Even with the Supreme Court helping to put some common sense
back into the patent system, there are still plenty of people who clearly want to stretch the purpose of the patent system for beyond its constitutional purpose. The latest is highlighted by Justin Levine at Against Monopoly
. He points to a fascinating and amusing LA Times article about the rough-and-tumble, cut-throat world of street corner sign spinning
. You've probably seen the folks, standing on street corners with big cardboard signs, advertising homes for sale or a new tanning salon or whatever. Apparently, it's a big business and a very competitive one. However, the point Justin highlights shows to the extreme it's reached:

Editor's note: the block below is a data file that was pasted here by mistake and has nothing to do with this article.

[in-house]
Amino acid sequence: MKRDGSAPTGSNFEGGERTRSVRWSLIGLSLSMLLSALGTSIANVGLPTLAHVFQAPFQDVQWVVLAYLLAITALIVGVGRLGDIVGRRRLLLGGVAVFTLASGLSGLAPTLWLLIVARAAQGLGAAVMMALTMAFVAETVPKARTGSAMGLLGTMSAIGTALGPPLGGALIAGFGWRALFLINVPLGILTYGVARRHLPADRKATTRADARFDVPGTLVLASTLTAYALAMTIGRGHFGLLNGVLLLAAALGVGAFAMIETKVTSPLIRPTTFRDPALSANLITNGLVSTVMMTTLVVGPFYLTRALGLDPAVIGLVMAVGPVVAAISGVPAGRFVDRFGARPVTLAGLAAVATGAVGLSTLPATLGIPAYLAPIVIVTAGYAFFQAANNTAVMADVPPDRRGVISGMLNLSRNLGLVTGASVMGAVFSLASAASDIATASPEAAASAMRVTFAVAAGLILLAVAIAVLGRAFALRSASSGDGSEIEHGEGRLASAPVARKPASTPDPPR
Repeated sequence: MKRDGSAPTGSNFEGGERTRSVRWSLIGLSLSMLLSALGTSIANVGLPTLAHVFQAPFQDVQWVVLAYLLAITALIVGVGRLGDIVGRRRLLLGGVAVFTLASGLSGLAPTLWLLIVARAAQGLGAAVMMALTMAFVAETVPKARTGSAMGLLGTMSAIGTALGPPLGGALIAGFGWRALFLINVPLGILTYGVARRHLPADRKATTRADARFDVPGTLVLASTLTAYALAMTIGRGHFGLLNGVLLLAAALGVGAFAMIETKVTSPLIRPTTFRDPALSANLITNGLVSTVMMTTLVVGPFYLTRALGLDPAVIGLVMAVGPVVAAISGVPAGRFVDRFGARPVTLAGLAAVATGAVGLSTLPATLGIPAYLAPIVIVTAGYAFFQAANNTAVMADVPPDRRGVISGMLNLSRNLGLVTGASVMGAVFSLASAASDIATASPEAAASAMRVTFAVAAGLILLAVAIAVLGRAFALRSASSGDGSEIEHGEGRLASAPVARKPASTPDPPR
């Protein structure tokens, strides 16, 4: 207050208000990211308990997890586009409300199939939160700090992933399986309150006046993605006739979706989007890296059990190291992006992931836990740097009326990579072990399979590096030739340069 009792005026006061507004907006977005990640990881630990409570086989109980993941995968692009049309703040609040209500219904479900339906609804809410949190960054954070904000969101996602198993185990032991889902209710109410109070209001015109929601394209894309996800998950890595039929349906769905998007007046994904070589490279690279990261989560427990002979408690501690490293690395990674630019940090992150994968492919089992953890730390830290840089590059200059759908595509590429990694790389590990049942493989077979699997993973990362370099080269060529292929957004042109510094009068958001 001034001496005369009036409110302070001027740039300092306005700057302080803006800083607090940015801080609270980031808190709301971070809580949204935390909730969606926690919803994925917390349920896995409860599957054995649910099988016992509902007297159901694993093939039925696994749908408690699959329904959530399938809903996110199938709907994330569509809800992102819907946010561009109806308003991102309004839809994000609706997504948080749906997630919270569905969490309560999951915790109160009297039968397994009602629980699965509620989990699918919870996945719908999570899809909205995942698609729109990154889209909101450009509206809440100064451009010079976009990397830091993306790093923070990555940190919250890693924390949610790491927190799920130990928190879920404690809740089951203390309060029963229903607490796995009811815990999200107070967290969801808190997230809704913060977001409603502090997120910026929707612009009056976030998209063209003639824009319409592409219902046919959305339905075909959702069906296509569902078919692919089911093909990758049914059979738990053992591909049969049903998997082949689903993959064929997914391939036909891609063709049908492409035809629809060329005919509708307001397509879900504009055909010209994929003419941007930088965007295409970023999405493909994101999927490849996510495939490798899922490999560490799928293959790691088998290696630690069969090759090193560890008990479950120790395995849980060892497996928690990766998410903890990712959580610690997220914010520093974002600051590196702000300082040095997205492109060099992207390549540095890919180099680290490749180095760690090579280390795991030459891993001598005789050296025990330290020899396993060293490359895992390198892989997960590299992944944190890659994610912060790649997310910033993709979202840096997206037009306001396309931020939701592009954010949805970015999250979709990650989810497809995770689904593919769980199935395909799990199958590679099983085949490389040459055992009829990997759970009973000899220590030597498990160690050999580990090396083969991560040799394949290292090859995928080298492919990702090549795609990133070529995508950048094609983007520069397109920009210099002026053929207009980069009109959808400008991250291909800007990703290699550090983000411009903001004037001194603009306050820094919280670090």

Aarrow keeps dozens of moves in a "trick-tionary," which only a handful of people have seen, said co-founder Mike Kenny. The company records spinners' movements and sends them in batches to the U.S. Patent and Trademark Office. "We have to take our intellectual property pretty seriously," he said.
Read that again. The company is trying to protect the way street corner advertisers spin their signs. Thomas Jefferson is rolling over in his grave.